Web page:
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Jun 21

Serious Injury Claims Explained

Wednesday, June 21, 2017

The purpose of this article is to explain and provide examples of what is considered a serious injury, as opposed to discussing if you have grounds to make a claim for compensation i.e. for a workplace injury / workers' compensation, a motor vehicle accident or public liability claim. (Please use the links to these articles or contact us on 1300 720 544 for a free consultation in relation identifying if you can make a claim for compensation in relation to your injury).  Read the rest of the entry...

Jan 25

In order to make a public liability claim, be it for an injury that was sustained in Brisbane or anywhere else in Queensland, you first have to establish if a public liability claim is appropriate.  Read the rest of the entry...

A very confusing aspect of personal injury law arises from situations where the accident and injury arises from something outside the victim’s control. What are their options for legal recourse? Who is responsible for the accident?  Read the rest of the entry...

Our office was sympathetic to hear the story of a poor pregnant Sydney woman, Ms Meghan Rachel-Cochrane, who was allegedly ‘forced’ to sleep on a Brisbane Virgin Terminal floor.

This is a complicated situation where Virgin Airlines must balance its service policies with the woman’s well being and its general duty of care to its customers. However, passengers who undertake flights must also be aware of their duty to mitigate their situation as well.

A Duty of Care to its Customers

Virgin Airlines cited its policy as the authority for refusing Rachel accommodation and access to the member’s lounge.

It is important that airlines adhere to a strict duty of care to protect customers from foreseeable harm. Pregnant women according to Virgin Airline’s pregnant while flying policy are not allowed to travel on a 4 hour or less flight after their 38th week of pregnancy.

However, the policy also stated that, “If you are 28 weeks pregnant or more, you will be required to carry a letter from your doctor or midwife, dated no more than 10 days prior to travel, outlining the estimated due date, single or multiple pregnancies, the absence of complications, and your fitness to fly for the duration of the flight(s) booked.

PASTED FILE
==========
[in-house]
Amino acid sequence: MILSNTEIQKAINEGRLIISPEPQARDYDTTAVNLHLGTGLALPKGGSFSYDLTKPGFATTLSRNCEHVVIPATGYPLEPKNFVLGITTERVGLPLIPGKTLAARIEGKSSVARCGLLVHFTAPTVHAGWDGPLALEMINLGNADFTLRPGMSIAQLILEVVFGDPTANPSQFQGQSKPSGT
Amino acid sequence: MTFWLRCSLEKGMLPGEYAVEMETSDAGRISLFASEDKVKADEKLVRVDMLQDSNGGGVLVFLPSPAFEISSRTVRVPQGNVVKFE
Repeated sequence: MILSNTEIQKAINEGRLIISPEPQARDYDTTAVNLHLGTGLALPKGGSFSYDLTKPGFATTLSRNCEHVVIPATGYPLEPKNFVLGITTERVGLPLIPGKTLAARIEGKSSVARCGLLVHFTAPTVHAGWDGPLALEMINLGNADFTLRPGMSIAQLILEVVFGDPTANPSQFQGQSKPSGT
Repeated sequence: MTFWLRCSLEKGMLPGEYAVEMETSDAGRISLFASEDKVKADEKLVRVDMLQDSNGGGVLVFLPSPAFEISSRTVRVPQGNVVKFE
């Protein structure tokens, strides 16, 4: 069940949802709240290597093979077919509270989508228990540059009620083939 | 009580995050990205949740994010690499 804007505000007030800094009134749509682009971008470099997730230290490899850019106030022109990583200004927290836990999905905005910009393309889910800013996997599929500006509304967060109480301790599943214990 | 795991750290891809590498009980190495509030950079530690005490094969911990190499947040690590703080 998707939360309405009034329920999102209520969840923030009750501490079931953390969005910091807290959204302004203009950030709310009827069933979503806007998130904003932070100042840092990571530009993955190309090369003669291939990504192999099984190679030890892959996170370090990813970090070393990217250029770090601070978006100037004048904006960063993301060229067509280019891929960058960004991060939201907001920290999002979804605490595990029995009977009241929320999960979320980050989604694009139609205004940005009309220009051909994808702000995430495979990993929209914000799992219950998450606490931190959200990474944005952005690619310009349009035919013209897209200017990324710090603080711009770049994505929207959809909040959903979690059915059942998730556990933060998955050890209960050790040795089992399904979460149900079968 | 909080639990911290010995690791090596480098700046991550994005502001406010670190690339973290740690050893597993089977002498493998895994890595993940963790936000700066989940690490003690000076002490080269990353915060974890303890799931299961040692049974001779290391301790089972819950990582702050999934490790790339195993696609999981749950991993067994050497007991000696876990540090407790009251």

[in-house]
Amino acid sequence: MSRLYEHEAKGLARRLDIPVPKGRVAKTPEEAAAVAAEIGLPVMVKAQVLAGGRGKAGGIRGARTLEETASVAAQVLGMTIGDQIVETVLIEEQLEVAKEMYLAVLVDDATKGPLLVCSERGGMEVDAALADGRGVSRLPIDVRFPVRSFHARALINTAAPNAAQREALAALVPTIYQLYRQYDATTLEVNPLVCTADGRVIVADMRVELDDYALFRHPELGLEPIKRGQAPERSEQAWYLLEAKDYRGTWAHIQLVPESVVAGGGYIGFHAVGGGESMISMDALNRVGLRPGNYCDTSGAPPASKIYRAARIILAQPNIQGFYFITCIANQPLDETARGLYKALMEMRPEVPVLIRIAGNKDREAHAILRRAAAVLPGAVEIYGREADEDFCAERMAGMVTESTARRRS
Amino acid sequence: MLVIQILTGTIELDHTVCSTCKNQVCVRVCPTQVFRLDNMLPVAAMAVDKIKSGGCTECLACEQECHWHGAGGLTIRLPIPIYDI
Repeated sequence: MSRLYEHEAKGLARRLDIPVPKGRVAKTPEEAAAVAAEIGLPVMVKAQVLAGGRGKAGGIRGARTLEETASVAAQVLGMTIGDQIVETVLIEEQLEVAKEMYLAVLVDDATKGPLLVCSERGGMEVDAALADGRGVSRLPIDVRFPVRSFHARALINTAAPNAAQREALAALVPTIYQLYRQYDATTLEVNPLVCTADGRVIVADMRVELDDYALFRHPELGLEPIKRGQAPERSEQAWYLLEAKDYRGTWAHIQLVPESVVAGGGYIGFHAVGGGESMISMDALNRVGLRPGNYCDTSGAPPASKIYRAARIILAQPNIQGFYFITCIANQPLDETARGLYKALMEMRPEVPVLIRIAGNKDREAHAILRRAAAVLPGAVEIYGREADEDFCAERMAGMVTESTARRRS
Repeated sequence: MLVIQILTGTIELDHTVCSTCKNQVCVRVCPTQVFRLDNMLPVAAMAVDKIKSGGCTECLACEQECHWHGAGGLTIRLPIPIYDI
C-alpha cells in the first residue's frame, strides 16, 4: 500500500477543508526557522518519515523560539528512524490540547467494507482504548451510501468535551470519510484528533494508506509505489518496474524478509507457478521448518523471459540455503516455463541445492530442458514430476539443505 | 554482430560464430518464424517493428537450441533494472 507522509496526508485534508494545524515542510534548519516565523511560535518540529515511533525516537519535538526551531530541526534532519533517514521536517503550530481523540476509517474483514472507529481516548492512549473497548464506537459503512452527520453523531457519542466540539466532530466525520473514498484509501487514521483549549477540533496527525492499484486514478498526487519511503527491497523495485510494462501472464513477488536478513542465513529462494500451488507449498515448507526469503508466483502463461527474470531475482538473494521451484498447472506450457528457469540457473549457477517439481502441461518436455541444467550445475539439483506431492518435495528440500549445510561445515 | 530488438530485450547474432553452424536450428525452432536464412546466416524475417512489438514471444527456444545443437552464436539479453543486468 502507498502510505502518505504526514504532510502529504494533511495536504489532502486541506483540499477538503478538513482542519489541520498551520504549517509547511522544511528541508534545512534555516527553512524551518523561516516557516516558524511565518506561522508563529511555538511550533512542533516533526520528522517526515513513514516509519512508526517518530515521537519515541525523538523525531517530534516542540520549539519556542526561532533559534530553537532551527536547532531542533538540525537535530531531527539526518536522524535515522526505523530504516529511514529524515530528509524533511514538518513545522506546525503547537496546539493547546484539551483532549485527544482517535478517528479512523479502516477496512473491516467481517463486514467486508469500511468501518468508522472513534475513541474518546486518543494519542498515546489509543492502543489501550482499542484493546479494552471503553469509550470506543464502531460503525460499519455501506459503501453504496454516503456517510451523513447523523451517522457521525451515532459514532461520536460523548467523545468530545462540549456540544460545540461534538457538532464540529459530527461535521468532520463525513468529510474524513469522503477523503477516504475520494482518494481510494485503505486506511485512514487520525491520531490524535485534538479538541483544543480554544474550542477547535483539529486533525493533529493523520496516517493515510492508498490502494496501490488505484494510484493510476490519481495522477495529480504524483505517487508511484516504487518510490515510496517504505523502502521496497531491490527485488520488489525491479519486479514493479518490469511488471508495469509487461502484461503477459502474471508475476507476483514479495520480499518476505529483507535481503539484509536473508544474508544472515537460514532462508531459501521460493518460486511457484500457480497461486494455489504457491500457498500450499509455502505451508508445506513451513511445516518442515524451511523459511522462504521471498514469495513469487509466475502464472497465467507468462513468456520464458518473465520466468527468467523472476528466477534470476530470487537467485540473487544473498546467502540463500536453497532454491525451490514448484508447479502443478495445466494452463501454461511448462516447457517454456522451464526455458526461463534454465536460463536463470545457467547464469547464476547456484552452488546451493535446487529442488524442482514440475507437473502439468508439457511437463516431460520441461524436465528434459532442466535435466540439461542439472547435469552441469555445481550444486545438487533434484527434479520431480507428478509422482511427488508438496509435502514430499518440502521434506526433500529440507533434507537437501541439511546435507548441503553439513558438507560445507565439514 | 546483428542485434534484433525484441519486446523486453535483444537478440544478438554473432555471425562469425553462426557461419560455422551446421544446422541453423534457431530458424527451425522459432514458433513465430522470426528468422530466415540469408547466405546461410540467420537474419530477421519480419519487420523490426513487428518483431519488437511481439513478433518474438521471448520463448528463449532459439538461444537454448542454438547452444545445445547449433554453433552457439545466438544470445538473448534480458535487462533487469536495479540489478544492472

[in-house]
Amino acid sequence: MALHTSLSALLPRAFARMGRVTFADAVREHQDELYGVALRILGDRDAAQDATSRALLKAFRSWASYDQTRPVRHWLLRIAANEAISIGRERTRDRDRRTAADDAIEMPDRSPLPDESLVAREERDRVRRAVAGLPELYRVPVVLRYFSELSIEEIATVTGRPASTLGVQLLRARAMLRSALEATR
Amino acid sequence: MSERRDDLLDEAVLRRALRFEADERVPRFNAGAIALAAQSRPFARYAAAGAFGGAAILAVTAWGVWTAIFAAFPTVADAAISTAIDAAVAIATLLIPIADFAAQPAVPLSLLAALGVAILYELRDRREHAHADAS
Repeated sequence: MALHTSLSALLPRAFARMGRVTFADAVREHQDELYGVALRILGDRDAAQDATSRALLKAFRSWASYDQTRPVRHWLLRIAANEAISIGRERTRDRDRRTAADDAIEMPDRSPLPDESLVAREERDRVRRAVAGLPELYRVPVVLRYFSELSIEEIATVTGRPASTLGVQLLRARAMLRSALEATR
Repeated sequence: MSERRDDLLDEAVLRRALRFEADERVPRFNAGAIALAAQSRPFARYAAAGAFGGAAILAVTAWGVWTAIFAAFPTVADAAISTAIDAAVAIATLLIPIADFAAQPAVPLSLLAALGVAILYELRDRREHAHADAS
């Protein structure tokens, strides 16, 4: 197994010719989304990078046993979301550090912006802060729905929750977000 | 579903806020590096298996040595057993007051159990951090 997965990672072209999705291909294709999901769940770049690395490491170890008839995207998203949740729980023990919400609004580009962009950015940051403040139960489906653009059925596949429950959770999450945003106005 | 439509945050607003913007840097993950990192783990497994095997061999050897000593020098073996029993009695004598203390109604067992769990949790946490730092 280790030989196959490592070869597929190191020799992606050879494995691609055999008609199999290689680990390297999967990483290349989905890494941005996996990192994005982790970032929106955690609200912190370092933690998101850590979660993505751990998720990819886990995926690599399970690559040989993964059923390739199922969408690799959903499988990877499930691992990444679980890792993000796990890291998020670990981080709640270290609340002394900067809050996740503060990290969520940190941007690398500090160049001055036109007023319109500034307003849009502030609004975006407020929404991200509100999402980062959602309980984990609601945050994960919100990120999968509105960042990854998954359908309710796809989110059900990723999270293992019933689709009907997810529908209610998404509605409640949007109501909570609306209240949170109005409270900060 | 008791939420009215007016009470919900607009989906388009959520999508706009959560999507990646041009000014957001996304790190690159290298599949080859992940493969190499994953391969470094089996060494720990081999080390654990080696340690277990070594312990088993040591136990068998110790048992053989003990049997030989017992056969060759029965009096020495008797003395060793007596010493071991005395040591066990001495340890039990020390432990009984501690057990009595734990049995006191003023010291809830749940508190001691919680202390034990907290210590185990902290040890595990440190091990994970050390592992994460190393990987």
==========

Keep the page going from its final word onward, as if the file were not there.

It is uncertain in the article if Virgin Airlines has followed all of its standards including requesting a doctor/midwife letter. However, had this situation resulted in an injury or a complication to the childbirth while the Rachel was within the airline’s care, then she may be entitled to compensation for Virgin’s negligence in allowing her to fly contrary to their own policy.

The Importance of Emotional Integrity When Assessing Legal Rights

On the facts, Rachel did not seem to have suffered any real loss. This is an important consideration to make for travelers. You are not entitled to compensation simply on the grounds of minor and temporary discomfort.

It is very easy for people to become emotionally attached to their situation, their frustration and anger. Sometimes, this leads people to irrationally pursue legal action in order to seek the “justice” that they think they deserve.

A Brisbane personal injury lawyer will advise you on the potential of success in your claim with consideration to liability issues and an estimate of compensation under the various heads of damages.

Do not be fooled into making a potential nuisance claim where pursuing legal action costs will exceed your potential for compensation. Sometimes, a lawsuit is simply not worth pursuing.

Mitigation

It is very easy for readers to assume that Rachel may have been ‘forced’ to sleep on the floor. Australian society is very respectful towards pregnant women such as enforcing priority seating in public transport. However, this general policy is not effective at compelling a private company to accommodate a pregnant woman who falls within their contract terms.

While Rachel certainly was entitled to some sympathy, there were a number of other actions she could have undertaken to mitigate her situation:

  • Sought accommodation herself at her own expense
  • Paid for access to the lounge;
  • Considered taking out travel insurance to reimburse her for situations such as this; or
  • Considering the absolute necessity of her flying while she is 36 weeks pregnant, especially when she is subject to Braxton Hicks contractions.

Takeaway from this Situation

It is to the discretion of a company to decide how they will treat their customers. However, from an objective position, a customer should always be prepared to consider worse case scenarios prior to flying.

Travel insurance is an important component to compensate for exceptional circumstances outside the traveller’s control. While it costs an additional amount of money, it also provides an avenue of relief that may come sooner than pursuing a lengthy litigation claim.

Personal Injury Lawyers Brisbane - East Coast Injury Lawyers

Do you have a question about your legal rights? Let us know. 

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Nov 20

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On 11 November 2015, the Queensland State Government made an announcement to consider options to implement a National Injury Insurance Scheme (NIIS). The purpose of this insurance scheme is to protect people who have catastrophically injured in motor vehicle accidents, irrespective of fault.This reform may bring Queensland up to a standard that most States have already achieved.   Read the rest of the entry...

Once again, the Melbourne Cup is upon us with promises of elegance, fashion, delicious food and exciting horse racing.   Read the rest of the entry...

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